Synopsis of 01×02: Camille struggles to find where she belongs in this new life she has woken up to. Rowan tries to find a measure of peace in her grief. Police investigate the mysterious and sudden murder of Lucy McCabe.
Six years ago, Simon was the guitarist of an indie band and Rowen was a waitress at the Dog Star tavern, which is evidently owned by Jack Winship. They are in love and happily engaged. The Winships, still a happy nuclear family, also make an appearance in the flashback. Simon taught Lena how to play the drums a little bit – the moment captured forever in a Polaroid.
The flashback cuts to Rowen and Simon being sweet on each other in bed on the morning of their wedding (bad luck!). Rowen then breaks the news to Simon that she’s pregnant, and he’s so incandescently happy that he can’t even speak. But with news of new life and new beginnings, Simon does not show up to their wedding, killed before he could make it to the altar. Rowen faints, and red rose petals flutter to the ground along with her (an odd, mournful choice for a wedding – apparently there’s a superstition that a red rose bouquet for a wedding is bad luck.)
But in the present, Rowen is getting ready to marry Tommy, who happens to be the town’s sheriff; they discuss wedding plans at the same church where Rowan was supposed to marry Simon. After Tommy’s called away to investigate the gruesome stabbing of Lucy, she confesses to Pastor Leon Wright (Carl Lumbly) that she thought she was “better, now,” and the “vision” she had of Simon in the last episode felt so painfully real. The priest advises that she should finally accept that she will be happy in her new life with Tommy, and only then will she able to finally let Simon go. Thankfully, Rowan still seems to resist this, though well-meaning, Lifetime concept.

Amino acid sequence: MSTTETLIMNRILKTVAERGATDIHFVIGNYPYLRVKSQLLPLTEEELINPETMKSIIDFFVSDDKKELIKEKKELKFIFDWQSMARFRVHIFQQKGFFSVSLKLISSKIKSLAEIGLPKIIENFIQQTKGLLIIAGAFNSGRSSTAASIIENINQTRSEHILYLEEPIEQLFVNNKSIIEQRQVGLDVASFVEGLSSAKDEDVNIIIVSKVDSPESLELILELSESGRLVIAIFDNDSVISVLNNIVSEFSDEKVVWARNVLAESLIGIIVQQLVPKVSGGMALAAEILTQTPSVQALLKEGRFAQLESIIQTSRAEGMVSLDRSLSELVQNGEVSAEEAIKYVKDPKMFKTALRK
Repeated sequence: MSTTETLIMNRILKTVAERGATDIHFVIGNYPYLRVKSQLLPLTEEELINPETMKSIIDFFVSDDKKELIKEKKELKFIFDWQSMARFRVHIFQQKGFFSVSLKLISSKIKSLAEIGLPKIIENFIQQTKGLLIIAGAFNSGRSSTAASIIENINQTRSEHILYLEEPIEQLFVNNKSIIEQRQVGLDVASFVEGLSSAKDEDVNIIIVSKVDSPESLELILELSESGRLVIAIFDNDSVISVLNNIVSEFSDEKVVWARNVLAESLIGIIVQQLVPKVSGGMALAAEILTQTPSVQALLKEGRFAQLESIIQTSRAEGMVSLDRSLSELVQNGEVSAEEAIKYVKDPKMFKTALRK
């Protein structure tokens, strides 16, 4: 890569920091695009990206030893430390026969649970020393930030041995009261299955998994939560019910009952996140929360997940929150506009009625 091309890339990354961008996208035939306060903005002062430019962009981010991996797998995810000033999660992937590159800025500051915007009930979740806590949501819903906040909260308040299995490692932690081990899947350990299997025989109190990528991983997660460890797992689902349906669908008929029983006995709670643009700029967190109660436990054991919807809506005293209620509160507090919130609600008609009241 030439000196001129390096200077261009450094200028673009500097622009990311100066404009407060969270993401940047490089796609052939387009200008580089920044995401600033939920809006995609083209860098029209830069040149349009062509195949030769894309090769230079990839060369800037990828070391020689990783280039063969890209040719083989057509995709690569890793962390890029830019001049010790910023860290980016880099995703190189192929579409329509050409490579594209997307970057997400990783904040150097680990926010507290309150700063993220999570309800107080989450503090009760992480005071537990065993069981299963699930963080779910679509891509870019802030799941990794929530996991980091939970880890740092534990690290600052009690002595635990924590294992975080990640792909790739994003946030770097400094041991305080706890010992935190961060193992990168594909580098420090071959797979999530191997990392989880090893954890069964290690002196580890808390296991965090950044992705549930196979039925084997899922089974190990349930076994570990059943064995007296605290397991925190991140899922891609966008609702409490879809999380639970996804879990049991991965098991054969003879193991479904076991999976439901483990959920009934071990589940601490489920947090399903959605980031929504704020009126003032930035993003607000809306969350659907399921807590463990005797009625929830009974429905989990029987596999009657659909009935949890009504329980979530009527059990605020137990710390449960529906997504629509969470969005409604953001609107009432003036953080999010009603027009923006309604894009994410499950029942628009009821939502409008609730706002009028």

Meanwhile, Rowan’s daughter Chloe is horrified to find an eerie black liquid pouring out of the faucet in the church’s women’s bathroom. It’s a somewhat generic potty horror, but this was particularly eerie.
The show seems to be amping up police involvement in town. Dr. Julie Han looks over some missing children’s reports in hopes of finding Victor’s picture. When a police officer steps in to ask what she’s looking for, she lies about driving past an abandoned kid: Victor. When he asks her to confirm that she saw the color of the boy’s eyes (brown) at night from her car, he’s quickly caught her in a lie and brings her into the office to take down her official statement.
Julie also lies to her neighbor about Victor, calling him her young nephew staying over for a while. This shrill and nosy neighbor also tells her that Goddard, Julie’s patient, committed suicide last night, and the news shakes her.
Back at home Julie asks Victor, who is calmly and quietly eating snacks in that perfectly sinister and impish way of his, why isn’t anyone looking for him, and if he had run away from home. He only reaches up to hug her like a loving little son might embrace his mother, and the lonely Julie seems to give into a lapse of mournful memories, which makes you wonder if she’s lost her own child or if she hasn’t been able to conceive one. But about that hug – Victor executes it a little too perfectly, as if he is putting on a performance that is, coincidentally, well-acted by his very young actor.
In the Winship household, the family is trying to adjust to their new version of reality. Camille tells her now older twin Lena that she knows she died. Lena half-heartedly says that she’s not afraid of her twin returned from the dead; but Camille cryptically says, “I’m afraid of myself.” In bliss, Jack and Claire watch their returned daughter eat her breakfast and live. Lena thinks this is a hoax, and brings up the possibility of identity theft. She storms out of the house, Jack follows, and the two characters act out a very revelatory scene: http://premier-pharmacy.com/product-category/allergy/ Lena asks if Jack is going to hit her again. Jack has been an abusive alcoholic. Whether or not Claire knows about this history of abuse is another question to be answered.